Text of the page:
This would mean that as a person travels from country to country in Europe, they can be sure that their device will continue to be able to work in each country. Today, most devices overcome this issue by being compatible with multiple spectrum bands. This, however, is more expensive to build into the devices.
Driverless cars and net neutrality
Remote working, automation, and driverless cars will mean that latency will need to be significantly lower than it is on 4G. The arrival of driverless cars, cities using connected cars to manage traffic, and other services such as remote surgery will bring the need for prioritised traffic to ensure low latency.
This will also bring back any ongoing debates about net neutrality, according to Deutsche Telekom’s Höttges.
“What is happening if a car is driving and is connected to the infrastructure while at the same time someone is watching a video and listening to Spotify? Should we then [say] ‘first comes first’?
“The car should be always prioritised. Health services should be prioritised depending on the technical and the beneficial need for the services.”
This would mean that the net neutrality debate should evolve to allow for “quality classes” of higher-priority traffic, he said.
One of the key drivers for 5G will need to be low power consumption. If the projections of 50 billion connected devices by 2020 comes to fruition, there will be a need to ensure that those devices are using as little power as possible.
For sensors connected via 5G, Frodigh said the aim should be to use only enough power so that the battery could last 10 years, or the sensors could be powered by alternative energy sources.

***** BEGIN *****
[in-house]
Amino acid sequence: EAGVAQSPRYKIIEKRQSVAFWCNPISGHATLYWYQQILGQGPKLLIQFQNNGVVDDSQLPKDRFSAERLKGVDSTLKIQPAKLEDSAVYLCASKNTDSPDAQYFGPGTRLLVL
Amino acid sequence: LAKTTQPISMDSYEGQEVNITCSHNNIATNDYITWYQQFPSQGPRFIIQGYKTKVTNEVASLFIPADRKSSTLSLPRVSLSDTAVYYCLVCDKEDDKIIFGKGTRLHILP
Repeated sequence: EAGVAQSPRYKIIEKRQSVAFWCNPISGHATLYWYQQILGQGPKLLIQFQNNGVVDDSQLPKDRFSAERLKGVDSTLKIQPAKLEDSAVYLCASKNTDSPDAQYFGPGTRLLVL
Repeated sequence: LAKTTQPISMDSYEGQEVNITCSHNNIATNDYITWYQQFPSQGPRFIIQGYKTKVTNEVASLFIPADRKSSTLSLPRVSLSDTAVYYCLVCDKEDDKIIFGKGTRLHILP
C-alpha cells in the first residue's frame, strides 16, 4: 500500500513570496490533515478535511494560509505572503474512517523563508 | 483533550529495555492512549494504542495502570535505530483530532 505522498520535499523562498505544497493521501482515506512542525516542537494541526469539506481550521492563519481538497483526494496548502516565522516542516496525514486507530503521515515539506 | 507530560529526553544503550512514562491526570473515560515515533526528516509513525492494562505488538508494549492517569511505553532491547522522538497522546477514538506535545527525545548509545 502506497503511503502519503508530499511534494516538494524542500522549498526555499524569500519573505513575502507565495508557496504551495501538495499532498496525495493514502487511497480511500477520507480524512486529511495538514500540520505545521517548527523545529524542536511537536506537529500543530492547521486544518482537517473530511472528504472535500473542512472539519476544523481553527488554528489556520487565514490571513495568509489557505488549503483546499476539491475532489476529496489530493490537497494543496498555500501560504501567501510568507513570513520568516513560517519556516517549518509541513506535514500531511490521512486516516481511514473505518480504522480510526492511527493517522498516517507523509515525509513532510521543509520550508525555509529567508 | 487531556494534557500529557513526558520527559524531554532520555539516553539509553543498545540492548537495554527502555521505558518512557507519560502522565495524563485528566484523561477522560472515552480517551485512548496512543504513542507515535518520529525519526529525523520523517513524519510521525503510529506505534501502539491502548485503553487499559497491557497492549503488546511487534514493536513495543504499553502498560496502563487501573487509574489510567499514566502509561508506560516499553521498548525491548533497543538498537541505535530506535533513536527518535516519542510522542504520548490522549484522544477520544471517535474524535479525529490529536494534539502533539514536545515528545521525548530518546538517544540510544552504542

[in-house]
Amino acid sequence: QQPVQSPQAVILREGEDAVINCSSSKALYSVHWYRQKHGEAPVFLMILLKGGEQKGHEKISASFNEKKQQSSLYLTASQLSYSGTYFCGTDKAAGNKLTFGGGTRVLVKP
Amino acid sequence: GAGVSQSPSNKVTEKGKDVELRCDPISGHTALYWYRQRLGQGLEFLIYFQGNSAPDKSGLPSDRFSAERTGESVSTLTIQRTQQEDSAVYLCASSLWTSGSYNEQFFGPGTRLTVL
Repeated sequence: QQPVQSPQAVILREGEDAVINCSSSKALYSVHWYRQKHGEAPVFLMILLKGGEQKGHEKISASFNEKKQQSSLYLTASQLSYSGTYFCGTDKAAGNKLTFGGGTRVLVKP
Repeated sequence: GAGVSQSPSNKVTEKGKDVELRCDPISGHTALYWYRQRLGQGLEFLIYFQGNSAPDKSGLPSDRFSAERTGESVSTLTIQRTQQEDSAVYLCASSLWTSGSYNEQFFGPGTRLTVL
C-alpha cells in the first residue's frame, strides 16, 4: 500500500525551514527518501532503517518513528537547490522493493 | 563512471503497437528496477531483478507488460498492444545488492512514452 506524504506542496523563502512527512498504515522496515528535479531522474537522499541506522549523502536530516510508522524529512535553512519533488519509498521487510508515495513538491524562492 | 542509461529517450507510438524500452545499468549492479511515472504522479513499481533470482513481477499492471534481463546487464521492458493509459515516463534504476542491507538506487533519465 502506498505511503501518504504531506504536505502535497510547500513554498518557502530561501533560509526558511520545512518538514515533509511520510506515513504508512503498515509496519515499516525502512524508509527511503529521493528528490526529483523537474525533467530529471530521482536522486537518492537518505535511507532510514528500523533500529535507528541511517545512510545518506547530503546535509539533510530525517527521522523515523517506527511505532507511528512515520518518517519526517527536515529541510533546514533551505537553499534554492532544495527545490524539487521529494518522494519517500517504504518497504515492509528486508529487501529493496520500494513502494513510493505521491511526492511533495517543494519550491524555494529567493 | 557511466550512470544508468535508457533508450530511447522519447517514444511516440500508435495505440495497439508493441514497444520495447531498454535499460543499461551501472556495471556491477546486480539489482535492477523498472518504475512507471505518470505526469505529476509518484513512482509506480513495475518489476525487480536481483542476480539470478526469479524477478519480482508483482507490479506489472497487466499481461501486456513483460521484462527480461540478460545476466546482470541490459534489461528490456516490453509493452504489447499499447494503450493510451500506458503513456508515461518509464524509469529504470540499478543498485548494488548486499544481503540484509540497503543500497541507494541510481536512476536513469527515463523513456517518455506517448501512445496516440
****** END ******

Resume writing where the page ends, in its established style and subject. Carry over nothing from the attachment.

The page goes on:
“We need to drastically reduce energy consumption. Then we can do this efficiently with solar power,” he said.
One way to achieve this, he said, would be to have those devices only consume power when they are absolutely needed.
“We have very large variations in our traffic. That means most of the time in most places, we have very low traffic. The energy savings potential is in that part,” he said.
“We think we need to integrate high-energy performance from concept into specifications, and then into products to really take it all the way.
“The default state in low traffic should be that things are in sleep mode.”
One big happy 5G family
There were disagreements between network companies and countries over what defines 4G and 3G. For instance, in some parts of the world, Wi-Max has been considered “4G”, but the dominance of LTE in other markets meant that the technology was not as widely adopted, and ultimately not supported as LTE has been in smartphones and tablets.
Oettinger expressed hope that with competing vendors looking to work together on standards for 5G, the outcome would be better for everyone.
“It is also very encouraging that industry targets one global set of standards for 5G, ensuring interoperability from the start. I am optimistic that with your leadership, we will avoid a ‘war’ on standards, contrasting clearly with the situation at the start of the previous generations of communications systems,” he said.
McKenzie said the global discussions over 5G will ensure that the best standards are formed at the end of the process.
“The way of doing it that makes the most sense will emerge at the end of the day, and we’ll study that closely and make sure we get it right.”
Frodigh said the journey has a long way to go, but the initial work with industries that stand to gain from connecting to 5G is a good start.
After early tests in 2014, telecommunications companies, vendors, and regulators will spend the next year working out the standards before implementing pre-commercial 5G networks in 2017 and 2018, with operators to begin full 5G rollouts in 2020.